Introducing one of the most loveable Internet-based community/participatory art projects in recent years: The Black Hole by photographer and graphic designer Nguyen Hoang Giang. ‘Let your secret out. Let me illustrate it.’ Giang’s instruction is sincere and welcoming, yet challenging, asking us to disclose the deepest, darkest and most vulnerable corners of our souls to the internet. A world that for some can be merciless, unforgiving and intolerable; and for others, the only place they can call home.
As we give away something of ourselves, we are in turn given a piece of someone else.
The project raises questions about why we all have the need to conceal and reveal certain information about ourselves; and how we can be so willing to share them with someone we do not know, yet may, for a second, regard as our closest friend. Above all, it gives every single one of us – those who have sinned, lost and messed up; those who have been damaged, used and abused; those who are hurt, repressed and depressed – a space to be heard, seen and become equal. Because, as we give away something of ourselves, we are in turn given a piece of someone else.
The Work Room
Saigon Hub and Work Saigon may be rocking the co-working space concept down south, but we have Work Room Four making waves up here in Hanoi. Not only do the cool, hip and creative minds and freelancers now have a proper space in which to share ideas, showcase their products and work together, but everyone can get involved with the classes and workshops on offer, including textiles, illustration, life drawing, painting and fashion. Although another casualty of the Zone 9 shut down, they have managed to carry on operating and will soon be re-opening in a new dedicated space.
Compared to other creative venues and art spaces in town, Work Room Four embraces a friendlier and less academic vibe. With the classes and workshops run by specialist and passionate practitioners of different creative fields, they open up conversations and encourage exchanges, acting almost as a bridge between the art circle, which can at times be a little intimidating, and those interested in art. So what are you waiting for? Go check out their website, be inspired, sign up for a class. Beware, you are expected to exercise your creative faculties to the maximum, get extremely hands on and have a whole lot of fun along the way.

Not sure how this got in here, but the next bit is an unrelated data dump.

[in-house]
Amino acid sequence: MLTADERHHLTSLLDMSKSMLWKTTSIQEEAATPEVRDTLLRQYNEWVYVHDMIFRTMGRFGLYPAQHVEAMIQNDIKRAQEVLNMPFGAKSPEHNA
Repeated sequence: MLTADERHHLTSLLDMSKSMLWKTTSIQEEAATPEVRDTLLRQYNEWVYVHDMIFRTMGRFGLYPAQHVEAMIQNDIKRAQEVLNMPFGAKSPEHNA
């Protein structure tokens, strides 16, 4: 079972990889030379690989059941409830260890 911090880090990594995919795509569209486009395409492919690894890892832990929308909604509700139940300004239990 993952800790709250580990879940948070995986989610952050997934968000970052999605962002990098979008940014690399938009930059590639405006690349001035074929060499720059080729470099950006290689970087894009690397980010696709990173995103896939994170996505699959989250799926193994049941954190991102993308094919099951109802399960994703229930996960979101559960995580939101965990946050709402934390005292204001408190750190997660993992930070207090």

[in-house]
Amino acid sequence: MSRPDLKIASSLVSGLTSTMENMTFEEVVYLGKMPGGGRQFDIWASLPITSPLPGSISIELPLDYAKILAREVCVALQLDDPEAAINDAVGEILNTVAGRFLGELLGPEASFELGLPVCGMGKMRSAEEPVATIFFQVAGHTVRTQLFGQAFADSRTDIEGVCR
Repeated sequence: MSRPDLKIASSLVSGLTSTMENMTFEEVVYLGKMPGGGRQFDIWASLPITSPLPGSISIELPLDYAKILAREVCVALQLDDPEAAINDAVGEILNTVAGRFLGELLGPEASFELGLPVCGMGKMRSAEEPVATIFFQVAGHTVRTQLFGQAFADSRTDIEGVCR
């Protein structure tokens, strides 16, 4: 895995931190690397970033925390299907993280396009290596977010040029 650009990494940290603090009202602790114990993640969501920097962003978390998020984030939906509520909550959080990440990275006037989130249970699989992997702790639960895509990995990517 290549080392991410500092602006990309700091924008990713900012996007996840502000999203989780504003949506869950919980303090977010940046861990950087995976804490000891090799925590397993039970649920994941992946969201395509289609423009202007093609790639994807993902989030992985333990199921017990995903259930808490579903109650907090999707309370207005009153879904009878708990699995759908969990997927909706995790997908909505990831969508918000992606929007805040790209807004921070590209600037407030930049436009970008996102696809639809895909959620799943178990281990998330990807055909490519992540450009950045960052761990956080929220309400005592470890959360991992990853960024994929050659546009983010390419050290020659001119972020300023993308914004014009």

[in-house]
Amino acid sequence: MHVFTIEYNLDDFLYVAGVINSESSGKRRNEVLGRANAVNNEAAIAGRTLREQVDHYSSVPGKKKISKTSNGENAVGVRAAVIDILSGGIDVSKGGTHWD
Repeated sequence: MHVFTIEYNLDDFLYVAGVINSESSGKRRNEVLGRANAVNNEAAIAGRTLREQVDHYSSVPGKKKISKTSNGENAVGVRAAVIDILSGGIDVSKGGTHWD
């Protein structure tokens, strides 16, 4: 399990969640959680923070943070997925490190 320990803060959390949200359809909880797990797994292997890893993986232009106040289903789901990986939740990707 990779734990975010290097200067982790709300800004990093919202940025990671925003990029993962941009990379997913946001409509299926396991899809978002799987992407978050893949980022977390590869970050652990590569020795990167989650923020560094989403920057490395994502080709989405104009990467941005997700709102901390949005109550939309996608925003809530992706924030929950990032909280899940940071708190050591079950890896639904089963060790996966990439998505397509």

Think you have to go to school to learn about art? Think again. And how about a class where the student not the teacher provides the material and gives the presentations? That’s what happens in the Course on Understanding Contemporary Art (CUCA). Started in 2012 by Prof. Pham Dieu Huong of the Vietnam University of Fine Arts in collaboration with Hanoi DOCLAB, CUCA was the first independent art education program for people of different ages and backgrounds in Hanoi.
There is indeed a high demand for art education among the public.
CUCA turns the standard class structure upside down using a ‘bottom-up methodology’ which puts the learner at the centre. For each session, groups research artists of a particular movement or time and put together a presentation to outline key ideas. Sounds easy? In fact it really isn’t – not at first anyway – especially for 30, 40 and 50 year old Vietnamese who are not used to this kind of study. Still, the program is running well and now includes classes on History of Aesthetics, Contemporary Dance and Classical Music Appreciation, proving that there is indeed a high demand for art education among the public.
Edited by Rose Arnold